01/08/2014

Today’s fashion (for @nelsonhoward)

Today’s fashion (for @nelsonhoward)

tastefullyoffensive:

Name Improvements for Everyday Stuff [x]

Previously: Crazy Ideas That Are Borderline Genius

Isn’t this the work of azizisbored?

(via haleystumble)

(Source: rotomangler)

31/07/2014

(Source: jakeronomicon, via jakeronomicon)

30/07/2014

“ The first generations of “academic artists” hit NY in the late 70′s to late 1980’s. I can tell you that very, very few of those artists were still making work in the late 1990’s and even among the successful ones,only a small handful are still making art today. Why? Because it is very hard to sustain any kind of real personal dialogue with art, if you come out of school and start making your own work right away. There is no period of failure. No striving to develop the true inner dialogue on which art is based. What one ends up dialoguing with is success and recognition. The all important period of developing your own vocabulary which is best done in the shadows is truncated, starved.Instead what one sees are people copying what seems to work for other artists and this is a betrayal to ones own budding vision, which cannot be rushed to fulfill some ego based need for recognition. There are many of examples of people who got that recognition early, shows, tours and grants from age 26 on who are empty and artistically exhausted by age 39, just at the moment that ones own vocabulary starts to naturally coalesce. „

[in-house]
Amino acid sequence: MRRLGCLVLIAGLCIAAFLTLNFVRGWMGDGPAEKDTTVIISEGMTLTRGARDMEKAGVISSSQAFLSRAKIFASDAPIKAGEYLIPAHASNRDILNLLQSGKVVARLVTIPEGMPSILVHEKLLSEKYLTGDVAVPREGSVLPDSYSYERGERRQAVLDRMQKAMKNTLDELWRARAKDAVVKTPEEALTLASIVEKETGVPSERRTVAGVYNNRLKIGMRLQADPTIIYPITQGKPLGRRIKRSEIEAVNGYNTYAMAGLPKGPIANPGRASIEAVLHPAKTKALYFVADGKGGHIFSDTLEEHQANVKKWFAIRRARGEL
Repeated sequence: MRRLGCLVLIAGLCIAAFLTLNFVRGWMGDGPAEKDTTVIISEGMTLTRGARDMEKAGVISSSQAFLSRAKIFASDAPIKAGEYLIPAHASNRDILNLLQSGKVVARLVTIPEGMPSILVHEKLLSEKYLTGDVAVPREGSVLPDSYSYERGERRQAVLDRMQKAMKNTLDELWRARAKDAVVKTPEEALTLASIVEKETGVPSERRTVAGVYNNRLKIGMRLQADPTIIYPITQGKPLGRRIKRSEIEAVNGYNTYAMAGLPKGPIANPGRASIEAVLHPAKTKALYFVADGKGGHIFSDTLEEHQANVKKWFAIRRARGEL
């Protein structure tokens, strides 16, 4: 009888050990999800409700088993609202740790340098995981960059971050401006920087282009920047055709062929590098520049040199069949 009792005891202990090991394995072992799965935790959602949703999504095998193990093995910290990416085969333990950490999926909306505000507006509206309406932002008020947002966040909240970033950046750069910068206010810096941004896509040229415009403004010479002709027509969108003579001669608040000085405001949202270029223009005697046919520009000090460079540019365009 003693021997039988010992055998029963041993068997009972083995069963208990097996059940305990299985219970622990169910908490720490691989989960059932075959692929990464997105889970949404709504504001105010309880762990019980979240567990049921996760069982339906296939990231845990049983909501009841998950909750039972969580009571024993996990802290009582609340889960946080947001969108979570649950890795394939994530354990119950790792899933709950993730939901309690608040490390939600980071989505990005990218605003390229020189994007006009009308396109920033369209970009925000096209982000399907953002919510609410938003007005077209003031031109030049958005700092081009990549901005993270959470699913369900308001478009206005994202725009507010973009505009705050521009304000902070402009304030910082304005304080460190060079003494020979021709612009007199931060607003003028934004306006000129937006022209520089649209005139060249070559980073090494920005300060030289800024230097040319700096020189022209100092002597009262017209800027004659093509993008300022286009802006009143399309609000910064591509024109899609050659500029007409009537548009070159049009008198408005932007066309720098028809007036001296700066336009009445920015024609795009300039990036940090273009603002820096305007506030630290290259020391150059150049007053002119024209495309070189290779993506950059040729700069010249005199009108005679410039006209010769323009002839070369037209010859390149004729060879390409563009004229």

Letter To A Young Artist # 1 Penny Arcade (via photographsonthebrain)

(via notational)

prostheticknowledge:

RIP Eleanor Kent